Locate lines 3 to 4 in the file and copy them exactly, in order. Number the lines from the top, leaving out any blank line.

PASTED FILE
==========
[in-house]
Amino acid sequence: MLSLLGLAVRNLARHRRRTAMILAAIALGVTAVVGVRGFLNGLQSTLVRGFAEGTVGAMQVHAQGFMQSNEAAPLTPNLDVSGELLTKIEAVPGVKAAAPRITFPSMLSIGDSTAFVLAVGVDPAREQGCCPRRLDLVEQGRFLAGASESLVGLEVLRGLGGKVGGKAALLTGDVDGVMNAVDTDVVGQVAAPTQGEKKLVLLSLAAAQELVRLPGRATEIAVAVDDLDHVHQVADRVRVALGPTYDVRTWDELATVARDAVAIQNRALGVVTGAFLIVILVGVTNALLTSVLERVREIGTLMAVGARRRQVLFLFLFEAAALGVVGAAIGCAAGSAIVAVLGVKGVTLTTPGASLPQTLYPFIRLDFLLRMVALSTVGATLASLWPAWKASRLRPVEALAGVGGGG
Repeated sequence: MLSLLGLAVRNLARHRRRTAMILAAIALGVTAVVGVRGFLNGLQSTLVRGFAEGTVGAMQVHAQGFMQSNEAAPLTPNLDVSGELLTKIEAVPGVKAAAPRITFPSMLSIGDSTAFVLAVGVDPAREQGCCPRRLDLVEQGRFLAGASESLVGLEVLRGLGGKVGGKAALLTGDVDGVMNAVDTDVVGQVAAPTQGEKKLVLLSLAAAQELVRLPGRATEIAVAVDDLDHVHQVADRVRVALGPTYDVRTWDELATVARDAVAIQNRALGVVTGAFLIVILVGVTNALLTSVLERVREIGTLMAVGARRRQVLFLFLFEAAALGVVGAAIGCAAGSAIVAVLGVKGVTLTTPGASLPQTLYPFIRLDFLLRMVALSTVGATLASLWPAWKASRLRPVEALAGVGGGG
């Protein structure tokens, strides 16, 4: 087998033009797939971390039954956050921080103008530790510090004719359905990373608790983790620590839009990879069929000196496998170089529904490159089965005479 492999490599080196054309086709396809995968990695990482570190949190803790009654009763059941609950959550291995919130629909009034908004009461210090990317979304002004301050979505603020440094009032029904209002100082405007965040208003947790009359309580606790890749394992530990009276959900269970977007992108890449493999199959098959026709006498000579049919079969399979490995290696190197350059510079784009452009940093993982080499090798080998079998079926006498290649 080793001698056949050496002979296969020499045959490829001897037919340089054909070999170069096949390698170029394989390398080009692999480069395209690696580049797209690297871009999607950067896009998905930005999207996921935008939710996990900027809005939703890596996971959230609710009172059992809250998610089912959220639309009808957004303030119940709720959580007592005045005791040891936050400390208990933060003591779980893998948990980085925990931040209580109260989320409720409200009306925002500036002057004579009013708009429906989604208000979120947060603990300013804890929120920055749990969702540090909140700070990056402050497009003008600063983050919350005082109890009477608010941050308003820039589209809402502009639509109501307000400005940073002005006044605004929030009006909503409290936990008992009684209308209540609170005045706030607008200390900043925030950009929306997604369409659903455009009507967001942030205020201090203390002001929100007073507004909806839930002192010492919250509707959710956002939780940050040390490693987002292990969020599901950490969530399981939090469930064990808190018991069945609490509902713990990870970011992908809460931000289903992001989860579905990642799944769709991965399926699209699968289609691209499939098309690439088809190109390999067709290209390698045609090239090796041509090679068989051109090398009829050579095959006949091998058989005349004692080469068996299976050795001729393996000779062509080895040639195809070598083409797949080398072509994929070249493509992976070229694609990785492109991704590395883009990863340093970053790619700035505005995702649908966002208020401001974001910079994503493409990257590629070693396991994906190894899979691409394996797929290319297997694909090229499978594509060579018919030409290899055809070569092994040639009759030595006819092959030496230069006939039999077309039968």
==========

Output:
Repeated sequence: MLSLLGLAVRNLARHRRRTAMILAAIALGVTAVVGVRGFLNGLQSTLVRGFAEGTVGAMQVHAQGFMQSNEAAPLTPNLDVSGELLTKIEAVPGVKAAAPRITFPSMLSIGDSTAFVLAVGVDPAREQGCCPRRLDLVEQGRFLAGASESLVGLEVLRGLGGKVGGKAALLTGDVDGVMNAVDTDVVGQVAAPTQGEKKLVLLSLAAAQELVRLPGRATEIAVAVDDLDHVHQVADRVRVALGPTYDVRTWDELATVARDAVAIQNRALGVVTGAFLIVILVGVTNALLTSVLERVREIGTLMAVGARRRQVLFLFLFEAAALGVVGAAIGCAAGSAIVAVLGVKGVTLTTPGASLPQTLYPFIRLDFLLRMVALSTVGATLASLWPAWKASRLRPVEALAGVGGGG
């Protein structure tokens, strides 16, 4: 087998033009797939971390039954956050921080103008530790510090004719359905990373608790983790620590839009990879069929000196496998170089529904490159089965005479 492999490599080196054309086709396809995968990695990482570190949190803790009654009763059941609950959550291995919130629909009034908004009461210090990317979304002004301050979505603020440094009032029904209002100082405007965040208003947790009359309580606790890749394992530990009276959900269970977007992108890449493999199959098959026709006498000579049919079969399979490995290696190197350059510079784009452009940093993982080499090798080998079998079926006498290649 080793001698056949050496002979296969020499045959490829001897037919340089054909070999170069096949390698170029394989390398080009692999480069395209690696580049797209690297871009999607950067896009998905930005999207996921935008939710996990900027809005939703890596996971959230609710009172059992809250998610089912959220639309009808957004303030119940709720959580007592005045005791040891936050400390208990933060003591779980893998948990980085925990931040209580109260989320409720409200009306925002500036002057004579009013708009429906989604208000979120947060603990300013804890929120920055749990969702540090909140700070990056402050497009003008600063983050919350005082109890009477608010941050308003820039589209809402502009639509109501307000400005940073002005006044605004929030009006909503409290936990008992009684209308209540609170005045706030607008200390900043925030950009929306997604369409659903455009009507967001942030205020201090203390002001929100007073507004909806839930002192010492919250509707959710956002939780940050040390490693987002292990969020599901950490969530399981939090469930064990808190018991069945609490509902713990990870970011992908809460931000289903992001989860579905990642799944769709991965399926699209699968289609691209499939098309690439088809190109390999067709290209390698045609090239090796041509090679068989051109090398009829050579095959006949091998058989005349004692080469068996299976050795001729393996000779062509080895040639195809070598083409797949080398072509994929070249493509992976070229694609990785492109991704590395883009990863340093970053790619700035505005995702649908966002208020401001974001910079994503493409990257590629070693396991994906190894899979691409394996797929290319297997694909090229499978594509060579018919030409290899055809070569092994040639009759030595006819092959030496230069006939039999077309039968």